I’m not OK, You’re not Ok – this is a life position of futility as self and others are viewed as not being ok and able to get on with life.  It may be perceived as futile and full of despair.

Looking again at the roles of the Drama Triangle,  both the Rescuer and the Persecutor operate from a one up position, from the I’m OK You’re not OK life position and the Victim operates from one down.  Here’s an example to illustrate this more fully.

Your colleague is preparing some figures for her boss and she has looked pretty stressed all morning.  She heaves a huge sigh, pushes her chair away from her desk and puts her head in her hands, saying, “I’m never going to get this done in time, I hate excel, I just can’t make sense of this at all.”  Immediately you rush over and take a look at what she is doing.  You think you have spotted the mistake she is making and correct it for her.  Saying “there you are, that’s sorted now”.

She takes a look at what you have done and tells you that it wasn’t the problem at all and now she’s probably going to have to start all over again and she wishes you would mind your own damn business.

You go back to your desk feeling awful saying to yourself  – “But I was only trying to help.”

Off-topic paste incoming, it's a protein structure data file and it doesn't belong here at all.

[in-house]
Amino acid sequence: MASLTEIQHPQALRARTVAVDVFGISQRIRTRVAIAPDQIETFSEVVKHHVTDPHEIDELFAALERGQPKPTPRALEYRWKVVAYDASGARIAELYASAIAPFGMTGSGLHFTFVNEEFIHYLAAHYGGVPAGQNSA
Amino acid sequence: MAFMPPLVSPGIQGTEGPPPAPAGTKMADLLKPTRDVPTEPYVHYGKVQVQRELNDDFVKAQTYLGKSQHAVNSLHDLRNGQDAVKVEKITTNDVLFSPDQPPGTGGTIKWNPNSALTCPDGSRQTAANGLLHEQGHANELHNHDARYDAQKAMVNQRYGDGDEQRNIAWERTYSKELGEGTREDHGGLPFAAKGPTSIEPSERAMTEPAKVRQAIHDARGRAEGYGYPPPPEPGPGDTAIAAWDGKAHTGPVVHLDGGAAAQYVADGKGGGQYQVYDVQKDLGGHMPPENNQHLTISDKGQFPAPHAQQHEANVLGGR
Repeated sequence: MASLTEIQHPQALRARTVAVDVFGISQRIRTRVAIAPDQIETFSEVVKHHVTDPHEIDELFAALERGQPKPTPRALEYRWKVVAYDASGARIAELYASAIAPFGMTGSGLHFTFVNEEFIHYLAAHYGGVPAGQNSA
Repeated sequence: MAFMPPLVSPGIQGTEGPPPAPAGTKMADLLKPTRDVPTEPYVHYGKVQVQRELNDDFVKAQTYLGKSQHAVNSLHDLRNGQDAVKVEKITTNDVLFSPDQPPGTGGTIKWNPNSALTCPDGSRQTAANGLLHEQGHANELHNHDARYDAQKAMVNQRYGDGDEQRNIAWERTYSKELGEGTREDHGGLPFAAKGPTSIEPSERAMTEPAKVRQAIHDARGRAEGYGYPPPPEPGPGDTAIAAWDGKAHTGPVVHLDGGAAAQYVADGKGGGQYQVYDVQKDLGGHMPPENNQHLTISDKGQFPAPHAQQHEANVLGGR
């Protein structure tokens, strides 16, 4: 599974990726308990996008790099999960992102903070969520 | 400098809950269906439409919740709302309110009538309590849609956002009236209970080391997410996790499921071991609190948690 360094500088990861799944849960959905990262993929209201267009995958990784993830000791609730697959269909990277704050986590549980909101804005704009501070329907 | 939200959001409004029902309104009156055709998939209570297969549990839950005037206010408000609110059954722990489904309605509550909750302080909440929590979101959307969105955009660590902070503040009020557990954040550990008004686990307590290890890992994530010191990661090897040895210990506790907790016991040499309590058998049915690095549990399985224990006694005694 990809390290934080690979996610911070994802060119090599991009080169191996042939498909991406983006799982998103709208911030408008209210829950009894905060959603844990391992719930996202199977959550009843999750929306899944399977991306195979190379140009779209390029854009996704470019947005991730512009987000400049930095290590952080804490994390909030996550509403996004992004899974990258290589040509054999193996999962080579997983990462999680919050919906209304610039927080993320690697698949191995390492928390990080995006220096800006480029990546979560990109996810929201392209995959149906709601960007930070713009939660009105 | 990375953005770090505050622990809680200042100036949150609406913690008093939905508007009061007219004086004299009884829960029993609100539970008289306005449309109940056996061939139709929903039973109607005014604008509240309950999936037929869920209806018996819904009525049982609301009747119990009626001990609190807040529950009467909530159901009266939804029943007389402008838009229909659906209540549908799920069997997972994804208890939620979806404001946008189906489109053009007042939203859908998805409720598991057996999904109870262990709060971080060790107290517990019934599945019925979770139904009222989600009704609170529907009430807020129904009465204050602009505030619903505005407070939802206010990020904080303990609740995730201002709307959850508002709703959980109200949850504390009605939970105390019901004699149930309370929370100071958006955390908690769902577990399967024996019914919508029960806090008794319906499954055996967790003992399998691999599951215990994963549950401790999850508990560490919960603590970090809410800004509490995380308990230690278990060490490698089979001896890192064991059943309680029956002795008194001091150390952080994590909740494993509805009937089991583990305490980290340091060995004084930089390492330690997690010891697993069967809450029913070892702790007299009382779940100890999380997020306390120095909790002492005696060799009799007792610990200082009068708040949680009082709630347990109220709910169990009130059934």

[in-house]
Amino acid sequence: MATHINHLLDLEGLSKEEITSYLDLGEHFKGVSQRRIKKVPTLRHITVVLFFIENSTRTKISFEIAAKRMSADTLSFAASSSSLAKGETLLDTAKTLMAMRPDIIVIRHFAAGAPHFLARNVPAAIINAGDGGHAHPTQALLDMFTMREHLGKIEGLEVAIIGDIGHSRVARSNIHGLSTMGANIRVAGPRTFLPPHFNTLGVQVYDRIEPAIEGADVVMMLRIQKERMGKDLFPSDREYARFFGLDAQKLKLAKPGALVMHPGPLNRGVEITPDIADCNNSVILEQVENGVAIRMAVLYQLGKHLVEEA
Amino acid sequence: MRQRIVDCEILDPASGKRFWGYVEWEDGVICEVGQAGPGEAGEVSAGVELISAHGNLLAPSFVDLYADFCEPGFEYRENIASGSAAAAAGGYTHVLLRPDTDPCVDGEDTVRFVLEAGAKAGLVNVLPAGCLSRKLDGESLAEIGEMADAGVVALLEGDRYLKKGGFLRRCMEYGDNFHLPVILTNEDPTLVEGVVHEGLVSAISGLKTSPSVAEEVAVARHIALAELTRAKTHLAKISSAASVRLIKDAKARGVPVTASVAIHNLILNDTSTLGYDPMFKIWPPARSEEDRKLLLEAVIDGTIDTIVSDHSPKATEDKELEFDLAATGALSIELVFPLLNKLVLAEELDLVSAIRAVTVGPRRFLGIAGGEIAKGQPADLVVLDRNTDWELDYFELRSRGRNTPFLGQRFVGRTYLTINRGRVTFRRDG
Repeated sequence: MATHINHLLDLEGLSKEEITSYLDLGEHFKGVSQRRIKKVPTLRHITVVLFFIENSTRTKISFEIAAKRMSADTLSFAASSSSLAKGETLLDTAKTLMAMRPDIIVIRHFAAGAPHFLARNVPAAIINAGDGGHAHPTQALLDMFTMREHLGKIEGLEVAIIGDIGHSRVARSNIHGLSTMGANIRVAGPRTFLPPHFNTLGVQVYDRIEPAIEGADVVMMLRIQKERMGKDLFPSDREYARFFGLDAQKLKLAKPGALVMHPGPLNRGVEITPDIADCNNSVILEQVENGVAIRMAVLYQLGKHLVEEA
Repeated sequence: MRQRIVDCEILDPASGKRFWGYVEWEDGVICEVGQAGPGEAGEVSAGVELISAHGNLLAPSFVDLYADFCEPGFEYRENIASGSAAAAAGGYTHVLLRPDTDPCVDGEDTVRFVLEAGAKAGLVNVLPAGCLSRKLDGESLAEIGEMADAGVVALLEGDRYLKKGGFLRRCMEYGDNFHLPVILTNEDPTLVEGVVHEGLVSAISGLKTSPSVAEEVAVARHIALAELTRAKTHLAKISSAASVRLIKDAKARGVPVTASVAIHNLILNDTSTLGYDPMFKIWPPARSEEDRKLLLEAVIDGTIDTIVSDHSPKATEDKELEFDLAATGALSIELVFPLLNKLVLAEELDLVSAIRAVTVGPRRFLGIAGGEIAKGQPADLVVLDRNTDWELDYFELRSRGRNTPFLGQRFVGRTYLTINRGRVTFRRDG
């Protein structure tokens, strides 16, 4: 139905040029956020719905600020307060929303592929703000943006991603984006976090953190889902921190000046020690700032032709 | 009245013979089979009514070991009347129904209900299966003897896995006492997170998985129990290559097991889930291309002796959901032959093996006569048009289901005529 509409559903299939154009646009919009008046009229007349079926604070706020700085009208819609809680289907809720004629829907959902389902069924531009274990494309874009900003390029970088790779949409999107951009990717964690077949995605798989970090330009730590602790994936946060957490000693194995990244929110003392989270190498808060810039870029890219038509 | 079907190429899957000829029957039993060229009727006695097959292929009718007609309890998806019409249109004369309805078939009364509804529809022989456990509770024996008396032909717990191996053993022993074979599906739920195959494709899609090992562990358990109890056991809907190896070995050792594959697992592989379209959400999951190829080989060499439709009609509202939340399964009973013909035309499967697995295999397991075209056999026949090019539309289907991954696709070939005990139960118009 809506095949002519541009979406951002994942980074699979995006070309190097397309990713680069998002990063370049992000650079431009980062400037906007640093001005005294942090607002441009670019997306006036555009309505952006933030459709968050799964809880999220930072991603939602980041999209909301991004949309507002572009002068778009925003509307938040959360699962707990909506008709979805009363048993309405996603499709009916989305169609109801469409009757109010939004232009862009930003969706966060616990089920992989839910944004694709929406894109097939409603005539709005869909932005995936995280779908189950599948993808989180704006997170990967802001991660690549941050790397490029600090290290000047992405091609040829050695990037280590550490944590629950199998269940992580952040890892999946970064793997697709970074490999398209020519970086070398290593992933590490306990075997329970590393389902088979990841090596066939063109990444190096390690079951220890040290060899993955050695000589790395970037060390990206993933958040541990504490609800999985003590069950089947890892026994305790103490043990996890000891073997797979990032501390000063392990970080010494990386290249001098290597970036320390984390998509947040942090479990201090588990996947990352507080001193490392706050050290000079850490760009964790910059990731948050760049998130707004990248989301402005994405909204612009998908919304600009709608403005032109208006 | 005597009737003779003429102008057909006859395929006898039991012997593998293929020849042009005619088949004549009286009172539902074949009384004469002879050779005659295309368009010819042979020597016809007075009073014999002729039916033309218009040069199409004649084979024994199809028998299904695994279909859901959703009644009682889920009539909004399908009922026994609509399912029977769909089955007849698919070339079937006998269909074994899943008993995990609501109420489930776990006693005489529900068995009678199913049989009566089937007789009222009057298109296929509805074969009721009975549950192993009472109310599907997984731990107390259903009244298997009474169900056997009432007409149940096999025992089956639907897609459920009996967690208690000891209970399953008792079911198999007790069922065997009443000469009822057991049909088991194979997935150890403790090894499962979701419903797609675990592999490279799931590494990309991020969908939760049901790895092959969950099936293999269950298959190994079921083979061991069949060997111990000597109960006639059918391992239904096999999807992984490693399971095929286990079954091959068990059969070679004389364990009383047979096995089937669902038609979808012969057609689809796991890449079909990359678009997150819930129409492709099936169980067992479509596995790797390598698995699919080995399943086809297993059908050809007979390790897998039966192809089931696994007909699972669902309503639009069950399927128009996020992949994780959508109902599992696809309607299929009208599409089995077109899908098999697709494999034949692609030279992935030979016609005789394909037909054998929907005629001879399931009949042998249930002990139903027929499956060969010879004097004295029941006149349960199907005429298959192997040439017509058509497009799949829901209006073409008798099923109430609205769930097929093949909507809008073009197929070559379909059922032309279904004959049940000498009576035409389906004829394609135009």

Uncomfortable Feelings

If we take a look at this little episode again, this time putting in the Drama triangle roles, some commentary and identifying that switch in roles which so often results in uncomfortable feelings.

Your colleague is preparing some figures for her boss and she has looked pretty stressed all morning.  She heaves a huge sigh, pushes her chair away from her desk and puts her head in her hands, saying. I’m never going to get this done in time, I hate excel, I just can’t make sense of this at all.”

Your colleague is probably in Victim, the words she is using and her body language are pretty big clues.  She is could be issuing an invitation to be Rescued or Persecuted.

 Immediately you rush over and take a look at what she is doing.  You think you have spotted the mistake she is making and correct it for her.  Saying “there you are, that’s sorted now”. 

Your response is definitely one of Rescuing. At this point you have not been asked to help and in fact are operating in the dark doing what you think is best, rather than what the other person wants.  Thinking that you know best for someone, whether it is how solve an excel problem or what might make them happy is very much part of the Rescuer role.